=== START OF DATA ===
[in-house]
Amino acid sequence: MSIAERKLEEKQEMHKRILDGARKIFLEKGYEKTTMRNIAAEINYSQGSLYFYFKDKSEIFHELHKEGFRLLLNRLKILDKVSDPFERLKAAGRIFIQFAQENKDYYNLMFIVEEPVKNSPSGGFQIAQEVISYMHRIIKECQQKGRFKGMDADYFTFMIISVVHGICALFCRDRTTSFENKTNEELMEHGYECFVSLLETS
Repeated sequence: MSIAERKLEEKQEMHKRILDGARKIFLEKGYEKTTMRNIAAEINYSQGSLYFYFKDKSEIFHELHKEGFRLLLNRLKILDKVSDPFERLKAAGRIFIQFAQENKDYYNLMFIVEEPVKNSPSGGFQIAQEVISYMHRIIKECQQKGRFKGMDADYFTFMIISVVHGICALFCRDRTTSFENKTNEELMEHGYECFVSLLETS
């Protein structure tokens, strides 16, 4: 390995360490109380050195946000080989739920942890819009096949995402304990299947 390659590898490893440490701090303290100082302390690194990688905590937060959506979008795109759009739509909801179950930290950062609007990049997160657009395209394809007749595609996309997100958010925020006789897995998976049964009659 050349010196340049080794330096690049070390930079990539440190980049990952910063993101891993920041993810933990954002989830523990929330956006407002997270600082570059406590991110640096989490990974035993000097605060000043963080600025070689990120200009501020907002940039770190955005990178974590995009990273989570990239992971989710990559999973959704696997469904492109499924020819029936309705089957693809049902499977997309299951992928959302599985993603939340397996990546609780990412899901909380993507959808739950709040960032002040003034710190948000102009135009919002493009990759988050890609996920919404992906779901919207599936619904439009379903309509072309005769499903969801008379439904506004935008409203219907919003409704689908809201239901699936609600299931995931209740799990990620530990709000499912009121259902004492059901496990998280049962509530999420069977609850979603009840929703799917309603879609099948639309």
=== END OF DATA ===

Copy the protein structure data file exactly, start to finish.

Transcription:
[in-house]
Amino acid sequence: MSIAERKLEEKQEMHKRILDGARKIFLEKGYEKTTMRNIAAEINYSQGSLYFYFKDKSEIFHELHKEGFRLLLNRLKILDKVSDPFERLKAAGRIFIQFAQENKDYYNLMFIVEEPVKNSPSGGFQIAQEVISYMHRIIKECQQKGRFKGMDADYFTFMIISVVHGICALFCRDRTTSFENKTNEELMEHGYECFVSLLETS
Repeated sequence: MSIAERKLEEKQEMHKRILDGARKIFLEKGYEKTTMRNIAAEINYSQGSLYFYFKDKSEIFHELHKEGFRLLLNRLKILDKVSDPFERLKAAGRIFIQFAQENKDYYNLMFIVEEPVKNSPSGGFQIAQEVISYMHRIIKECQQKGRFKGMDADYFTFMIISVVHGICALFCRDRTTSFENKTNEELMEHGYECFVSLLETS
């Protein structure tokens, strides 16, 4: 390995360490109380050195946000080989739920942890819009096949995402304990299947 390659590898490893440490701090303290100082302390690194990688905590937060959506979008795109759009739509909801179950930290950062609007990049997160657009395209394809007749595609996309997100958010925020006789897995998976049964009659 050349010196340049080794330096690049070390930079990539440190980049990952910063993101891993920041993810933990954002989830523990929330956006407002997270600082570059406590991110640096989490990974035993000097605060000043963080600025070689990120200009501020907002940039770190955005990178974590995009990273989570990239992971989710990559999973959704696997469904492109499924020819029936309705089957693809049902499977997309299951992928959302599985993603939340397996990546609780990412899901909380993507959808739950709040960032002040003034710190948000102009135009919002493009990759988050890609996920919404992906779901919207599936619904439009379903309509072309005769499903969801008379439904506004935008409203219907919003409704689908809201239901699936609600299931995931209740799990990620530990709000499912009121259902004492059901496990998280049962509530999420069977609850979603009840929703799917309603879609099948639309």